"And the basket bewitched," added Mustapha Ben, the tailor.
The pedlar said nothing, but handed the end of the rope which was round his waist to one of the children. The child took it and began to pull. The pedlar spun round and round like a top until the people could hardly see him, and the rope that unwound itself seemed endless. It lay coil upon coil upon the ground until it made a pile as high as the basket. Then the man stopped spinning. He took one end of the rope and threw it up in the air. Away it spun, uncoiling itself right to the other end of the street where it caught itself neatly on a post. There was a post a few yards away from where the pedlar was standing, and he threw the loose end of the rope towards that. Again it caught, and the people then noticed that the rope was just the length of the distance between the two posts.
"A funny performance," they all said. "What does it mean, sir pedlar?"
"My store is open; I am ready to begin business," he replied.
"But where are your wares?"
"You will supply those," was the answer, as the man took up his basket.
"Now then," he cried, "all you who are unhappy bring here your miseries, your discontentments. I will exchange them for happiness."
Everybody found that they could each bring their unhappiness and they rushed forward eagerly to put it into the basket. Soon it seemed quite full. There was not a man or woman in the town that did not bring something. Even many of the children had some thing to put into the basket.
"Observe now," said the pedlar, and he took the basket and lifted it on to the rope. It stood there, balancing itself like a tight-rope walker.
"Do your duty," commanded the pedlar, and the basket began to roll over and over along the rope. All along it tumbled merrily, dropping the troubles as it went until everyone of them hung nicely across the rope. There was Ahmed's lame leg, Mustapha Ben's red hair, Granny Yochki's crutch, Suliman's empty pockets, and lots of other queer things. Every cause of unhappiness and discontent in the town was hung upon the line.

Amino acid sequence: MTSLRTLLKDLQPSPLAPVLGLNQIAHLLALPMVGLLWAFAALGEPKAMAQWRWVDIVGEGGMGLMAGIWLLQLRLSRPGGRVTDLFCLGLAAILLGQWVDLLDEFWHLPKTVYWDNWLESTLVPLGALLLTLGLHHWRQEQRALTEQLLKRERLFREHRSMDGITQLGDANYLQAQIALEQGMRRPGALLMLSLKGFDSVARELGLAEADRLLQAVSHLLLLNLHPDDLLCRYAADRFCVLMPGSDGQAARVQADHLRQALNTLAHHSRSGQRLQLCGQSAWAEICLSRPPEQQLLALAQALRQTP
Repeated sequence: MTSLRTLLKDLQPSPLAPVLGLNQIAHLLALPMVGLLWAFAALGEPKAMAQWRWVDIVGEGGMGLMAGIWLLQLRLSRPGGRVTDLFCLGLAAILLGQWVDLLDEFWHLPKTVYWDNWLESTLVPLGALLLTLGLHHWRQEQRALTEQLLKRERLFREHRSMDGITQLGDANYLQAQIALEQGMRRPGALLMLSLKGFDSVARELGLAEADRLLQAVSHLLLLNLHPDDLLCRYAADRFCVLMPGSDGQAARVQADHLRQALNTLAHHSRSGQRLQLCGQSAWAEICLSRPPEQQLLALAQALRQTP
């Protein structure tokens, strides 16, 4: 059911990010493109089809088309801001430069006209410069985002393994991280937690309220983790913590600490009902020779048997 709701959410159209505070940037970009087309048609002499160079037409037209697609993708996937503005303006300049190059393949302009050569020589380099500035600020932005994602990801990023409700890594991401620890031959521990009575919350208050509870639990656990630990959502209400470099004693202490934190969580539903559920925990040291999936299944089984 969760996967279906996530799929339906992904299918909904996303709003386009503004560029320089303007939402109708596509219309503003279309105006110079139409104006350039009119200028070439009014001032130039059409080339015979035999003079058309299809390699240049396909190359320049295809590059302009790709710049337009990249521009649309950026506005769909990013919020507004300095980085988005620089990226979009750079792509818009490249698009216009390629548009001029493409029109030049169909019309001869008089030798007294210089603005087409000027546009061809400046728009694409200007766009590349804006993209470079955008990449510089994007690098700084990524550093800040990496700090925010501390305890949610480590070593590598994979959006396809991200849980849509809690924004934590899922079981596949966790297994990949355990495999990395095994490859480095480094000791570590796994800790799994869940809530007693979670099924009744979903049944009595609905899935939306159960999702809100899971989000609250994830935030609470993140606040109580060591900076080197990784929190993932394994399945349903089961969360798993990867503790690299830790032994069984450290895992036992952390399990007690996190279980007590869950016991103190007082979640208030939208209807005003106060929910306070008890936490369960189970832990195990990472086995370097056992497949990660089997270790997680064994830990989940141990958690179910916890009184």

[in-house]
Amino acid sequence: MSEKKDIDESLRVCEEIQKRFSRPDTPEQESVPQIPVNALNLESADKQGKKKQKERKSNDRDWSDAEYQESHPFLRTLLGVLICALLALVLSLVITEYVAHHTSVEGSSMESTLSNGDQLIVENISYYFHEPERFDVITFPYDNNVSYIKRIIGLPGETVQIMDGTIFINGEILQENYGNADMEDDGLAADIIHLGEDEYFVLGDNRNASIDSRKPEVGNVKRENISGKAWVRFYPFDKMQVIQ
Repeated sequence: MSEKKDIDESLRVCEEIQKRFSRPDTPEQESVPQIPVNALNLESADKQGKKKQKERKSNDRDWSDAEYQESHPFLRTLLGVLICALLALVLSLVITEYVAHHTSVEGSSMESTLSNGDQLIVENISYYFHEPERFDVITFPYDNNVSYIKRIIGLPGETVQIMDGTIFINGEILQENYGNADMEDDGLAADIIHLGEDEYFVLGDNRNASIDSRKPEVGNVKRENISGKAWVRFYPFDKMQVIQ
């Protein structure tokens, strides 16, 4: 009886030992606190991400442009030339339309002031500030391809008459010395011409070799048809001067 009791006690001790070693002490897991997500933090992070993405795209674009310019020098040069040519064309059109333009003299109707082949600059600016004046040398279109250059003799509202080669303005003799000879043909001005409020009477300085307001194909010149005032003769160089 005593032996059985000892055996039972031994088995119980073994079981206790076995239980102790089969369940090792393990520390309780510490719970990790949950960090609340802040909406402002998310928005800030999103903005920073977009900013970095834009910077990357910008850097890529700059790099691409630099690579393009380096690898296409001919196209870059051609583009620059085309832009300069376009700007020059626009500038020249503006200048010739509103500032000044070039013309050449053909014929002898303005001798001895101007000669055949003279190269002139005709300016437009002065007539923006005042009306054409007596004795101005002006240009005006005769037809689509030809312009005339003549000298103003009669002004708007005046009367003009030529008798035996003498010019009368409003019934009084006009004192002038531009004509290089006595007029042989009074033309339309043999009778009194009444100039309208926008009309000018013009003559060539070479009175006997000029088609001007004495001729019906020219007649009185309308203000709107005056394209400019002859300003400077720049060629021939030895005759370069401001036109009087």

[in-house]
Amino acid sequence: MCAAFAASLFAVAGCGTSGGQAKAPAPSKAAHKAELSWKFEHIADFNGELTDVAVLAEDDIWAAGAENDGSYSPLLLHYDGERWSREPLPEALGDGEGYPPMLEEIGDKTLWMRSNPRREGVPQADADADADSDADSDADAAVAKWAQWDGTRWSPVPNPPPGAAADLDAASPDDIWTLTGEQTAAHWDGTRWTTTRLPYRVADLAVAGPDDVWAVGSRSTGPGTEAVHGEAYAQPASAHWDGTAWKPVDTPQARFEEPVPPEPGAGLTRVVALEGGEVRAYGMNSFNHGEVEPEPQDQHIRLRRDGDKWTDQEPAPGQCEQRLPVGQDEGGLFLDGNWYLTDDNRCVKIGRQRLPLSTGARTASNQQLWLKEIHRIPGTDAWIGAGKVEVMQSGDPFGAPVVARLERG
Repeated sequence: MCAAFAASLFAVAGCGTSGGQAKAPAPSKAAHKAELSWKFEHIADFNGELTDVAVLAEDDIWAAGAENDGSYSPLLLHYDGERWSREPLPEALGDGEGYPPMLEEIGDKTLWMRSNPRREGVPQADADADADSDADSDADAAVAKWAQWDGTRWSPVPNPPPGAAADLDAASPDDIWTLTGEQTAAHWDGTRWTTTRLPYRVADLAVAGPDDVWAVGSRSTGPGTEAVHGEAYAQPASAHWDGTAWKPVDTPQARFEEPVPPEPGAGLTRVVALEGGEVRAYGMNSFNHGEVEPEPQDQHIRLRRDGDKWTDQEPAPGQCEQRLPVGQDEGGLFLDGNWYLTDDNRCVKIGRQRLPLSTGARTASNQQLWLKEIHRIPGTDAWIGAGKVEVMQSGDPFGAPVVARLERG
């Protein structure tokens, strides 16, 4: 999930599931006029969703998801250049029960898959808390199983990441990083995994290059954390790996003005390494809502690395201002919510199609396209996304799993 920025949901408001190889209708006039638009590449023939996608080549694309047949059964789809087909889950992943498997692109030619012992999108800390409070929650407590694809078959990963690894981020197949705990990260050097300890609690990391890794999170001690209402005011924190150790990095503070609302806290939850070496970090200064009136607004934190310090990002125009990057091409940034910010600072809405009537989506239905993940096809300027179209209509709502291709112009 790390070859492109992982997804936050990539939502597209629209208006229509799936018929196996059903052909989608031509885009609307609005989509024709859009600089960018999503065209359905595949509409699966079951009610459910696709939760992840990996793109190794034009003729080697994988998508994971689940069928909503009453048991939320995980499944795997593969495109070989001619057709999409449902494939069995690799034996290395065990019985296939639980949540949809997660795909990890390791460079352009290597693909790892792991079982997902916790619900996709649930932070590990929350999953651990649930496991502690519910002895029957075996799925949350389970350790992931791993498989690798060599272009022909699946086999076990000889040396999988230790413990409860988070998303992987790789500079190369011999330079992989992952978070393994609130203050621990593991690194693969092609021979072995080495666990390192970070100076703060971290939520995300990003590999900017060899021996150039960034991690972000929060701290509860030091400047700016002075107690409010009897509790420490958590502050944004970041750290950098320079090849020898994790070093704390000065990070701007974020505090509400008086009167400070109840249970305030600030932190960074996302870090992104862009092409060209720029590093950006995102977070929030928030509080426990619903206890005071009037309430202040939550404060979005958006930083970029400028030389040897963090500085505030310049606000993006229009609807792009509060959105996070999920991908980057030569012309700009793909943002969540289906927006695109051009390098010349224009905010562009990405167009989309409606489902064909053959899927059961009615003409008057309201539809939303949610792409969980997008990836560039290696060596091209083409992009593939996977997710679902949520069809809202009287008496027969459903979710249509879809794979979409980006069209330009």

"Hearken now unto me, ye good people of the city of the setting sun," cried the pedlar, in his loud, musical voice. "The day is waning fast, and I cannot stay with you. I promised to barter all your miseries for happiness. It is a simple task. Take each of you from the line the smallest trouble that you can see."
At once there was a big rush forward and a general scramble to snatch the smallest thing from the line. Everybody to his surprise, as he looked over other peoples' troubles, found that his own was the smallest. In a few seconds the line was quite empty.
"Have each of you taken the smallest trouble?" asked the pedlar.
"Yes," answered Mustapha Ben, fixing on his red hair again.
"Yes," cried the others in chorus.
"Then rest ye content, good people of the city of the setting sun," answered the pedlar, in his strong, musical voice. "Come, my faithful basket and rope," and the basket jumped on to his shoulder and the rope wound itself rapidly round his body.
"Farewell, be contented," he sang out in a cheerful voice, and the people saw him ascend the barren mountain still glowing like gold in the setting sun. When he got to the top, he waved his hand and disappeared.
And ever after the people ceased to grumble.
Will you buy any tape,
Or lace for your cape,
My dainty duck, my dear-O?
Any silk, any thread,
Any toys for your head,
Of the newest and finest wear-O?